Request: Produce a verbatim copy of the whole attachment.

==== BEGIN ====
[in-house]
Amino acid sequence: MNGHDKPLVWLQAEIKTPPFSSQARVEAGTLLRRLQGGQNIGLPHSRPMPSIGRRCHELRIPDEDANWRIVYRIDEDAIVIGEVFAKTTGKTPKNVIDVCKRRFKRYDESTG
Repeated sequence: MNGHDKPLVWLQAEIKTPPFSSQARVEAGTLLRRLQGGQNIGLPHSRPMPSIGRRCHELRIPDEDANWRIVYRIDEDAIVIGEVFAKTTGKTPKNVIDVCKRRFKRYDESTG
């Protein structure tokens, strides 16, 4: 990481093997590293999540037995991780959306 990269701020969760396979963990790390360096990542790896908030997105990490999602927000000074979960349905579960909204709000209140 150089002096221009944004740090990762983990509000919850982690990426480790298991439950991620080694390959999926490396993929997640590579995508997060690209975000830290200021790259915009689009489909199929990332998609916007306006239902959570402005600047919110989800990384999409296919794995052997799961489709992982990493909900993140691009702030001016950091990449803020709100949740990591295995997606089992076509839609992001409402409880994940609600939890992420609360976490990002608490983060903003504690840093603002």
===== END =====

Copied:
[in-house]
Amino acid sequence: MNGHDKPLVWLQAEIKTPPFSSQARVEAGTLLRRLQGGQNIGLPHSRPMPSIGRRCHELRIPDEDANWRIVYRIDEDAIVIGEVFAKTTGKTPKNVIDVCKRRFKRYDESTG
Repeated sequence: MNGHDKPLVWLQAEIKTPPFSSQARVEAGTLLRRLQGGQNIGLPHSRPMPSIGRRCHELRIPDEDANWRIVYRIDEDAIVIGEVFAKTTGKTPKNVIDVCKRRFKRYDESTG
């Protein structure tokens, strides 16, 4: 990481093997590293999540037995991780959306 990269701020969760396979963990790390360096990542790896908030997105990490999602927000000074979960349905579960909204709000209140 150089002096221009944004740090990762983990509000919850982690990426480790298991439950991620080694390959999926490396993929997640590579995508997060690209975000830290200021790259915009689009489909199929990332998609916007306006239902959570402005600047919110989800990384999409296919794995052997799961489709992982990493909900993140691009702030001016950091990449803020709100949740990591295995997606089992076509839609992001409402409880994940609600939890992420609360976490990002608490983060903003504690840093603002």